EMP Pearl Harbor?EMP threat to U.S. should be kept in perspective

Published 10 September 2010

In 1962 the United States conducted a high-altitude nuclear test above Johnston Island, 825 miles southwest of Hawaii; detonated 400 kilometers above the island, the resulting nuclear blast knocked out street lights across Hawaii and tripped circuit breakers, triggered burglar alarms, and damaged a telecommunications relay facility on the island of Kauai; could terrorist, or a nuclear-armed rogue state, launch an EMP Pearl Harbor against the United States?

EMP knocks out power in a wide area // Source: propagandamatrix.com

In late 1962 — a year before the Partial Test Ban Treaty went into effect, prohibiting its signatories from conducting aboveground test detonations and ending atmospheric tests — scientists were surprised by the high-altitude electromagnetic pulse (HEMP) effect. During a July 1962 atmospheric nuclear test called Starfish Prime, which took place 400 kilometers above Johnston Island in the Pacific, electrical and electronic systems were damaged in Hawaii, some 1,400 kilometers away. The Starfish Prime test was not designed to study HEMP, and the effect on Hawaii, which was so far from ground zero, startled U.S. scientists.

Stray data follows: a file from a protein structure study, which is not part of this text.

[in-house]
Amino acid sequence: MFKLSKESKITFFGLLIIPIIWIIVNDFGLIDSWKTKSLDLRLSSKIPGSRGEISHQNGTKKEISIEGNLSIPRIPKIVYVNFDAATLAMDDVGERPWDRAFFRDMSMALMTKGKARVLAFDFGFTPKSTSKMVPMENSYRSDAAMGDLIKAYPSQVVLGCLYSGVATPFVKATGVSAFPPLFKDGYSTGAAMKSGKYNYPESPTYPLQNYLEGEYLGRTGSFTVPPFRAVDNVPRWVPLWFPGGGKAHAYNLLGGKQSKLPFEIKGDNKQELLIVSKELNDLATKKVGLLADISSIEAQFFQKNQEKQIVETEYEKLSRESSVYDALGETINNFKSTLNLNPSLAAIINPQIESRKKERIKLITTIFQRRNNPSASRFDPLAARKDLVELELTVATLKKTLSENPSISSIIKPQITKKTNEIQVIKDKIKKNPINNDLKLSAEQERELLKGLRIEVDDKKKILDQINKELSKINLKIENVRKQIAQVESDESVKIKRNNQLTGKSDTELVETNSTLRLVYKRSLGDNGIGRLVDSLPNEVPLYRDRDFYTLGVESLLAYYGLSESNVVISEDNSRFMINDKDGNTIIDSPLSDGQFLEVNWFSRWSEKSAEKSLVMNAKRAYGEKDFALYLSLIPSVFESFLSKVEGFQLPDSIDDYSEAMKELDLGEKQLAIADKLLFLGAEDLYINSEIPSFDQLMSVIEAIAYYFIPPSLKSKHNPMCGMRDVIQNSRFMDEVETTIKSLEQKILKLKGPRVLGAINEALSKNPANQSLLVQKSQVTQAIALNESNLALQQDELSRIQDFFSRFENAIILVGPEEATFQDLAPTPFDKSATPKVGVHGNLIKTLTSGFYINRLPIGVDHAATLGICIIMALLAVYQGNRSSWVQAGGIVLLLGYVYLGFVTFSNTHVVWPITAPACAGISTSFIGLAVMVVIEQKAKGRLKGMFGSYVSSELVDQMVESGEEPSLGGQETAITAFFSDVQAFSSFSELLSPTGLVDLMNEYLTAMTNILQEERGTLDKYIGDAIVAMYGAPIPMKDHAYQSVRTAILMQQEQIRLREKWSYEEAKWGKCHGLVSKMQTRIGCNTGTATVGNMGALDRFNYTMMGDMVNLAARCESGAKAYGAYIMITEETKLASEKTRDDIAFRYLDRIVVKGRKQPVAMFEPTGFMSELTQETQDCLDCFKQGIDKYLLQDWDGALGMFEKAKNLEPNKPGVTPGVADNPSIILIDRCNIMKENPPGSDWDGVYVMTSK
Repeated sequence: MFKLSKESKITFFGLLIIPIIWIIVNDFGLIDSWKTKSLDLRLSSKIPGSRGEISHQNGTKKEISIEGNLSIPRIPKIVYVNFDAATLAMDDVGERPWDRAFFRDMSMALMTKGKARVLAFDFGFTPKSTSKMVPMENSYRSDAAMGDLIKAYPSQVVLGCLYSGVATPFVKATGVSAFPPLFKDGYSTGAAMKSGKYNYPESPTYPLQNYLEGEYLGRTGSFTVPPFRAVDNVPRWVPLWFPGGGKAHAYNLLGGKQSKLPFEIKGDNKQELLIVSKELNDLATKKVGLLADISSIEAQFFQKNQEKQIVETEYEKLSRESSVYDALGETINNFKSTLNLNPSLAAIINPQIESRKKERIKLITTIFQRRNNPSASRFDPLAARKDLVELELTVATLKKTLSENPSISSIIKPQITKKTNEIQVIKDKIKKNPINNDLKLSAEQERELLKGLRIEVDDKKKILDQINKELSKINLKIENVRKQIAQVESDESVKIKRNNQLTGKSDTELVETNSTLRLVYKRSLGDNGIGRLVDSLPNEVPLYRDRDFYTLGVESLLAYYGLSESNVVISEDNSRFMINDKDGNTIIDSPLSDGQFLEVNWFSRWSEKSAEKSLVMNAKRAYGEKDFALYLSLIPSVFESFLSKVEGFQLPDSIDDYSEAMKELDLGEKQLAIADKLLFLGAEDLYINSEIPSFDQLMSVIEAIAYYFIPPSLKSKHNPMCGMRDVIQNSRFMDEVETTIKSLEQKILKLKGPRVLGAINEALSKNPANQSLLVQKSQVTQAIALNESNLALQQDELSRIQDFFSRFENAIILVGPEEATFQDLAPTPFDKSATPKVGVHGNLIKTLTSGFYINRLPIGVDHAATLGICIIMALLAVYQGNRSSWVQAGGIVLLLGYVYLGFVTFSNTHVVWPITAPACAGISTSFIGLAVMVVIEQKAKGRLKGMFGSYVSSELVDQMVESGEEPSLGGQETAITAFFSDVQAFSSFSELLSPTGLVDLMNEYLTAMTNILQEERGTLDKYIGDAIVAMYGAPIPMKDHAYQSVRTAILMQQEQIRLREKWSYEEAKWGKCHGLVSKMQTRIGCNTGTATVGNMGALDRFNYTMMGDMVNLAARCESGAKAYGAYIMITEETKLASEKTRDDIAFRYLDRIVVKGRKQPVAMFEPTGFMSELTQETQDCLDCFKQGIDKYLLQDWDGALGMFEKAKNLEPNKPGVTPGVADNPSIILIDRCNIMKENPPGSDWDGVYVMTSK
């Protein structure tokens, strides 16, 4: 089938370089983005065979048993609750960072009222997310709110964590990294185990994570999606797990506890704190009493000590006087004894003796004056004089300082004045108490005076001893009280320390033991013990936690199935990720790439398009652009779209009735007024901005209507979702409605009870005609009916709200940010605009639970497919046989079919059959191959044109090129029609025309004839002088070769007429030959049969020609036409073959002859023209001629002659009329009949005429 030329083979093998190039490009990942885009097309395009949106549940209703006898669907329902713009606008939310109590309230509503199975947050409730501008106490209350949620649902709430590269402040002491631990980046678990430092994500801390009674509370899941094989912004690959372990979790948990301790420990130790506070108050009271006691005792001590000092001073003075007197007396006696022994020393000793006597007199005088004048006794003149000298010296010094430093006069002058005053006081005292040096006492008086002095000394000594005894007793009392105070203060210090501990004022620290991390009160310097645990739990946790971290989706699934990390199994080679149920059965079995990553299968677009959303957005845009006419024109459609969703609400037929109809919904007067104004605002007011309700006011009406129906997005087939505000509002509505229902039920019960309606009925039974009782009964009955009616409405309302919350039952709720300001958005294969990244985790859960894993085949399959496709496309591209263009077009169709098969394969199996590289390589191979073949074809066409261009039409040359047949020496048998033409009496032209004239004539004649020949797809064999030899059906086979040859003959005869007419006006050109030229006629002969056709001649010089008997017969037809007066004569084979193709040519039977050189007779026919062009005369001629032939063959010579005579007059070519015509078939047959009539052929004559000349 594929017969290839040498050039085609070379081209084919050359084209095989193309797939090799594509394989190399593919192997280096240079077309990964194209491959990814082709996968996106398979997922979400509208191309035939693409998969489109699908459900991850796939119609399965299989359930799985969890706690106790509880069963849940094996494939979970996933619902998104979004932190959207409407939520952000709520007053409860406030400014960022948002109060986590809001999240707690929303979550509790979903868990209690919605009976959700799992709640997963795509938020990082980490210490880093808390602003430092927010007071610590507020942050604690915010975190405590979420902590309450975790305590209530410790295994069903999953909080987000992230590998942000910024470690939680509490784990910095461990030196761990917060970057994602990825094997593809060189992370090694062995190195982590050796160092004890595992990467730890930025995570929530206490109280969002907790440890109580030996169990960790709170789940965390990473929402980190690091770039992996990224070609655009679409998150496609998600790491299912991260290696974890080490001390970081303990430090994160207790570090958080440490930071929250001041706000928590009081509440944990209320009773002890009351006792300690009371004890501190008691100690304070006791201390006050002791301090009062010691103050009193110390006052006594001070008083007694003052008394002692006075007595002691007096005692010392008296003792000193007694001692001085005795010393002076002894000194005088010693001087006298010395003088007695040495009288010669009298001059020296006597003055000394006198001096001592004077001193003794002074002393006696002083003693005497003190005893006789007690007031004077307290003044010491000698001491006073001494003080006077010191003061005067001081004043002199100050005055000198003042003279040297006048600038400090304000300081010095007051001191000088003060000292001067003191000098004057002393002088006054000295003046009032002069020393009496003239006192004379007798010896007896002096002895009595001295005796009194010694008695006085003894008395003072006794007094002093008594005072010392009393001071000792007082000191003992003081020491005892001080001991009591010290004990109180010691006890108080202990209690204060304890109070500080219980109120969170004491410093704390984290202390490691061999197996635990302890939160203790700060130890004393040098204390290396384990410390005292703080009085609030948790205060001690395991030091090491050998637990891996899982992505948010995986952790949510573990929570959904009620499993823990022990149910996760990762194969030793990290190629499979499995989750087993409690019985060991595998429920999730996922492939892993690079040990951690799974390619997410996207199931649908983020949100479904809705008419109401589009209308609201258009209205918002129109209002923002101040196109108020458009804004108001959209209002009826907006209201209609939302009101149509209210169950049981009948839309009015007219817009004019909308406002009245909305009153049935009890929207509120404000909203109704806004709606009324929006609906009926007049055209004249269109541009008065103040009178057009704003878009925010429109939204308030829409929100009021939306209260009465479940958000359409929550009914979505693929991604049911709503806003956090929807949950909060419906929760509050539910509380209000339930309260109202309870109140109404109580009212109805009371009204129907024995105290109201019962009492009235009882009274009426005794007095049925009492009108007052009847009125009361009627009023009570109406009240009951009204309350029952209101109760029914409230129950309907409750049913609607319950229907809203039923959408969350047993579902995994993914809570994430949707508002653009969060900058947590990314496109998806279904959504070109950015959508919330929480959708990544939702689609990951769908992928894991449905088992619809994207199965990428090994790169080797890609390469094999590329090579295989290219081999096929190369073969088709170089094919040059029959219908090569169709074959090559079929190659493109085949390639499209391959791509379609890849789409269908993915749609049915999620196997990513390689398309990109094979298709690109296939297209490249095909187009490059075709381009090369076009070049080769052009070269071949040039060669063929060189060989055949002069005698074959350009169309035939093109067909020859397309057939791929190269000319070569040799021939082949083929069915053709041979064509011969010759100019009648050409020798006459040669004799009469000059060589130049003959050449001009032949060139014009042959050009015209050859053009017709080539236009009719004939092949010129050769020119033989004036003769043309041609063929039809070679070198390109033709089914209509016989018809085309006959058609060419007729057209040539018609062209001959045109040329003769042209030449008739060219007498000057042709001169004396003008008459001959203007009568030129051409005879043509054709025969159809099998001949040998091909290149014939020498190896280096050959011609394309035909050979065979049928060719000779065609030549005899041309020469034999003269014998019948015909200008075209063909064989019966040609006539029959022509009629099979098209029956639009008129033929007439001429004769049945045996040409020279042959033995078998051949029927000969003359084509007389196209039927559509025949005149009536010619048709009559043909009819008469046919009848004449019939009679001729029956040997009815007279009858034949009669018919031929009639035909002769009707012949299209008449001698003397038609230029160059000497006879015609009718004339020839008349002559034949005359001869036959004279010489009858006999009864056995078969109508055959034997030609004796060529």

High-altitude nuclear testing effectively ended before the parameters and effects of HEMP were well understood. The limited body of knowledge that was gained from these tests remains a highly classified matter in both the United States and Russia. Consequently, it is difficult to speak intelligently about EMP or publicly debate the precise nature of its effects in the open-source arena.

The limited practical experience with EMP has not stopped the debate about it — and what should the United States do to prepare for it. In early August a scientist warned that DHS has not taken seriously the threat that high-altitude detonation of a nuclear weapon could fry the U.S. power grid. The physicist, Dr. Michael J. Frankel, warned the Judiciary Subcommittee on Terrorism and Homeland Security that a terrorist organization or a rogue state could detonate a nuclear weapon either above the United States or close to its shores, creating an electromagnetic pulse attack that could severely damage the country’s electronic infrastructure. Frankel is executive director of the EMP Commission, which was created in 2001 to study the national security threat an EMP attack could pose to the United States. While most of its work is classified, the commission has released two unclassified reports: one in 2004 (.pdf) and another in 2008 (.pdf) (“How serious is the threat of an ‘EMP Pearl Harbor’?” 9 August 2010 HSNW).

Stratfor’s Scott Stewart and Nate Hughes write that there is little doubt that efforts by the United States to harden infrastructure against EMP — and its ability to manage critical infrastructure manually in the event of an EMP attack — have been eroded in recent decades as the cold war ended and the threat of nuclear conflict with Russia lessened. This is also true of the U.S. military, which has